Public Service Assoc. says privatisation of NSW POLAIR threatens community safety
THE Public Service Association of NSW (PSA) has warned that it was "gravely concerned" with recent developments at the NSW Police Force (NSWPF) Aviation Support Command (POLAIR).
Among other cultural and safety issues currently being addressed at POLAIR, the PSA has been made aware of a push towards the privatisation of pilot positions.
This initiative by NSWPF and POLAIR chief pilot Salli-Ann Ward could risk the lives of the community and police, according to the PSA, which represents POLAIR pilots.
PSA members were advised on Friday, March 10, that six vacant positions -- made up of four rotary aircraft and two fixed-wing -- would be outsourced and filled by contracted staff, privatising these positions which would usually be held by fully trained and qualified special constables.
“Contract pilots lack the experience and specialised training that is provided to Special Constable pilots who up until now have operated NSWPF aircraft,” PSA general secretary, Stewart Little said.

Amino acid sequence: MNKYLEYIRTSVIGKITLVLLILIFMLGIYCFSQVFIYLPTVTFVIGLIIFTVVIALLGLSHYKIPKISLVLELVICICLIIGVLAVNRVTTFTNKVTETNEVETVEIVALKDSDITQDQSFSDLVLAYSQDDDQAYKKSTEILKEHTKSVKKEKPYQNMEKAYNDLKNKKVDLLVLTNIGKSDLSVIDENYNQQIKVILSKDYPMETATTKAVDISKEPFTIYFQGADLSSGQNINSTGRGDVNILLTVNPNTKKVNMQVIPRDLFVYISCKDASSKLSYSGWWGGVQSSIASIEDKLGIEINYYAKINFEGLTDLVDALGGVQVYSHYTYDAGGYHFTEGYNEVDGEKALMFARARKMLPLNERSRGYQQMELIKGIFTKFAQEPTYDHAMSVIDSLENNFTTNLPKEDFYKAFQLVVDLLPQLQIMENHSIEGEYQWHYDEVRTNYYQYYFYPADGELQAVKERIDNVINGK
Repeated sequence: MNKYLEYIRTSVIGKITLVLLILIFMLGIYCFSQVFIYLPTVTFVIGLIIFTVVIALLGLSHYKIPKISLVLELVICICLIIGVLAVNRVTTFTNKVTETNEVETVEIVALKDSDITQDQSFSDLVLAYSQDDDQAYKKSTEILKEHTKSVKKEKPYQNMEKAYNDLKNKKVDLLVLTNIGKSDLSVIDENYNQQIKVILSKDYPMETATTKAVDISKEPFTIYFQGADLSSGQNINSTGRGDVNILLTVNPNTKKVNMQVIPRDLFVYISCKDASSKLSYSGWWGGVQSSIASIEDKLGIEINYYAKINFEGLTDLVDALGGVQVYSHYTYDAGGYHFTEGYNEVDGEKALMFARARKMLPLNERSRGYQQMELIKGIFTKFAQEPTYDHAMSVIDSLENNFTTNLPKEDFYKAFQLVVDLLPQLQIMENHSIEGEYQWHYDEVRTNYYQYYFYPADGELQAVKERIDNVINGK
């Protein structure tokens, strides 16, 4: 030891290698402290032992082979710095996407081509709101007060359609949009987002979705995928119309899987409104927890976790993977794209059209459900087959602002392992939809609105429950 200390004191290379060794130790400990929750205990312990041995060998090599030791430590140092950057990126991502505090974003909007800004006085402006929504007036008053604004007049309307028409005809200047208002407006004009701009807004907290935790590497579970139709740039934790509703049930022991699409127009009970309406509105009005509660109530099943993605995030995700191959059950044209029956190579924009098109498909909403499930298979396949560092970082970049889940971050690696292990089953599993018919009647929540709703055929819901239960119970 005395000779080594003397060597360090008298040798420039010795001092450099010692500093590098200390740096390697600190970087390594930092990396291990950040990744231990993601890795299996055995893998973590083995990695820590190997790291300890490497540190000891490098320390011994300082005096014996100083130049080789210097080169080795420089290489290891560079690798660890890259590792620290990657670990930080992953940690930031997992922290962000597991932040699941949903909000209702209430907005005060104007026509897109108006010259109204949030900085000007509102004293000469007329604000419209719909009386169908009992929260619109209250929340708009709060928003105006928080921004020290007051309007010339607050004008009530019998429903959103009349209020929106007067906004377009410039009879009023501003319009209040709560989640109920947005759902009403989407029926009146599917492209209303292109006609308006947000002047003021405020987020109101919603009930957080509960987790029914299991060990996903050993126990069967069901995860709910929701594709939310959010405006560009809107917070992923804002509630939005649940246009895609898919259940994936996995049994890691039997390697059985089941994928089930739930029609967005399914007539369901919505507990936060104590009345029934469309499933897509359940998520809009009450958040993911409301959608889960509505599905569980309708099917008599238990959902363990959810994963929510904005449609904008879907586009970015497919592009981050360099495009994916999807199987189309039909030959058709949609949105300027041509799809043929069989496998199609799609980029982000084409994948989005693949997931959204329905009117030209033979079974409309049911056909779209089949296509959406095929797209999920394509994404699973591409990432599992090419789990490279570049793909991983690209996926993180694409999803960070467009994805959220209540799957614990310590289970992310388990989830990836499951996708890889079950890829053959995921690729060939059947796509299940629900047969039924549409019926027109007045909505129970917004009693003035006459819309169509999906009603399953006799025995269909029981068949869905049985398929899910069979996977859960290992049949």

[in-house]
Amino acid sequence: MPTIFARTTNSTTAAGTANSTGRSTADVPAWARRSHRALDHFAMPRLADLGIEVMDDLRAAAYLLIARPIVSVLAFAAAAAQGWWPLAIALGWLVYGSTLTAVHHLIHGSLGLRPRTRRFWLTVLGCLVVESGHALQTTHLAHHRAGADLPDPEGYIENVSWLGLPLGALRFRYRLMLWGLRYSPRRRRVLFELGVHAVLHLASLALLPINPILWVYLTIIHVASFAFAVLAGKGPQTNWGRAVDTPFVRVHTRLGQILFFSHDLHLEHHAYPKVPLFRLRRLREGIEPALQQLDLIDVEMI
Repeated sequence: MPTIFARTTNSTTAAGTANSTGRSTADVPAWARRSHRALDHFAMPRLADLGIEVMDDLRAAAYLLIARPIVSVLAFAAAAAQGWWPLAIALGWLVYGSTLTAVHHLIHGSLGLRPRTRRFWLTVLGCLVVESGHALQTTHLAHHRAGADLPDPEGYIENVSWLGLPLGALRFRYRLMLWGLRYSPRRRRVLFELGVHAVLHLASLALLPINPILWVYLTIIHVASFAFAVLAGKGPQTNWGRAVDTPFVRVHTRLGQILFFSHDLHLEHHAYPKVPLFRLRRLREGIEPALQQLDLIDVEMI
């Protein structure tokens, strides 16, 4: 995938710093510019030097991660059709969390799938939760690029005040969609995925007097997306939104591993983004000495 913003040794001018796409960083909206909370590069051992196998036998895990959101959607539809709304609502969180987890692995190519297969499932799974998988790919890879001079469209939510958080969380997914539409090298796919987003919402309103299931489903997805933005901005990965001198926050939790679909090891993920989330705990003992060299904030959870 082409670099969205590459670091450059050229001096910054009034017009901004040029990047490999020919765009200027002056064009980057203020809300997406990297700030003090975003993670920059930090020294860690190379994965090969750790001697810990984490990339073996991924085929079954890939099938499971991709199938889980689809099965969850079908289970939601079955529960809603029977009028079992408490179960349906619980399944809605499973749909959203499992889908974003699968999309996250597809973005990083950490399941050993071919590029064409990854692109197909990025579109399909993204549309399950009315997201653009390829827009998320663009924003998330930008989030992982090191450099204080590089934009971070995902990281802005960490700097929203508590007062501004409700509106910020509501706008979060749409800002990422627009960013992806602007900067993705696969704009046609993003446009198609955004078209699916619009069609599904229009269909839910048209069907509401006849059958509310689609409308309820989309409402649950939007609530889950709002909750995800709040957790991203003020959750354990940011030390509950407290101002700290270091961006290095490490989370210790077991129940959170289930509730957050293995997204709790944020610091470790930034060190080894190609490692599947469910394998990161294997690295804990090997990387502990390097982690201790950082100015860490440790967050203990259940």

“Special constables are trained to use weapons and to use equipment like bullet proof vests. Without this training and experience, the PSA holds serious concerns that the utilisation of contract piloting staff will lead to a serious incident or accident.
“The circumstances around this initiative are also troubling, there has been no consultation with the PSA, with staff only being notified last Friday about the commencement of contract pilots," Mr Little said.
“There has been no information in relation to whether there was a fit and proper tender process conducted by the NSWPF in awarding the contract for pilot services.
“There is no information as to how this private company was able to secure these positions and provide services usually performed by members of the NSWPF.
“This lack of transparency or consultation is the norm for current POLAIR management.
“This is privatisation by stealth, it’s the pilots this week, next week it’ll be the engineers who maintain police aircraft," he said.
“These are full time public service roles, the public has an expectation that POLAIR pilots have their mind fully on the job not on moonlighting as skydiving pilots on weekends.
“The PSA position is firm – the government needs to reverse this appalling decision immediately.
“The PSA has sought a meeting with the Commissioner of Police to discuss this matter urgently,” Mr Little said.